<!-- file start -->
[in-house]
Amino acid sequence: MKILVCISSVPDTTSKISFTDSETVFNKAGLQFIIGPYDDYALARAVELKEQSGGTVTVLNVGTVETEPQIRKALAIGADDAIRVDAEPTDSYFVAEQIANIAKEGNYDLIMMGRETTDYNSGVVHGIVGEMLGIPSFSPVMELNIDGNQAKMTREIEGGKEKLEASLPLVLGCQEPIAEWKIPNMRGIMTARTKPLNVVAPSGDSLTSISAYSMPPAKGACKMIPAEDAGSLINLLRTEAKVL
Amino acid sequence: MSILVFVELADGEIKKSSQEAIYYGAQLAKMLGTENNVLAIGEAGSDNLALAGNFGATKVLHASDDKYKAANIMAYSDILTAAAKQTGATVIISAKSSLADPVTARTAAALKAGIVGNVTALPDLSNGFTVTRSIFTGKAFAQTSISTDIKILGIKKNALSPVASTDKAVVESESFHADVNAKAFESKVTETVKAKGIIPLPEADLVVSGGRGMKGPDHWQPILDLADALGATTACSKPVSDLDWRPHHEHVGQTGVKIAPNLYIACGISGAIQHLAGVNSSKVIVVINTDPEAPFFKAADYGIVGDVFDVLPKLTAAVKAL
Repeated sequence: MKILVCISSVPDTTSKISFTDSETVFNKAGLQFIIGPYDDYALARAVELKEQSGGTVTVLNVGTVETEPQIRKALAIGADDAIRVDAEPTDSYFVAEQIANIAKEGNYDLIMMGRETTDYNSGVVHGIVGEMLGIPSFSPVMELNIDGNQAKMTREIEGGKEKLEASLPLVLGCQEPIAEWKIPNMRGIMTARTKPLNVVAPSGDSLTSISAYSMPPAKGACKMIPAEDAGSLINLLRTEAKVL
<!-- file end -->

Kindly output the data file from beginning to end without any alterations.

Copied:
[in-house]
Amino acid sequence: MKILVCISSVPDTTSKISFTDSETVFNKAGLQFIIGPYDDYALARAVELKEQSGGTVTVLNVGTVETEPQIRKALAIGADDAIRVDAEPTDSYFVAEQIANIAKEGNYDLIMMGRETTDYNSGVVHGIVGEMLGIPSFSPVMELNIDGNQAKMTREIEGGKEKLEASLPLVLGCQEPIAEWKIPNMRGIMTARTKPLNVVAPSGDSLTSISAYSMPPAKGACKMIPAEDAGSLINLLRTEAKVL
Amino acid sequence: MSILVFVELADGEIKKSSQEAIYYGAQLAKMLGTENNVLAIGEAGSDNLALAGNFGATKVLHASDDKYKAANIMAYSDILTAAAKQTGATVIISAKSSLADPVTARTAAALKAGIVGNVTALPDLSNGFTVTRSIFTGKAFAQTSISTDIKILGIKKNALSPVASTDKAVVESESFHADVNAKAFESKVTETVKAKGIIPLPEADLVVSGGRGMKGPDHWQPILDLADALGATTACSKPVSDLDWRPHHEHVGQTGVKIAPNLYIACGISGAIQHLAGVNSSKVIVVINTDPEAPFFKAADYGIVGDVFDVLPKLTAAVKAL
Repeated sequence: MKILVCISSVPDTTSKISFTDSETVFNKAGLQFIIGPYDDYALARAVELKEQSGGTVTVLNVGTVETEPQIRKALAIGADDAIRVDAEPTDSYFVAEQIANIAKEGNYDLIMMGRETTDYNSGVVHGIVGEMLGIPSFSPVMELNIDGNQAKMTREIEGGKEKLEASLPLVLGCQEPIAEWKIPNMRGIMTARTKPLNVVAPSGDSLTSISAYSMPPAKGACKMIPAEDAGSLINLLRTEAKVL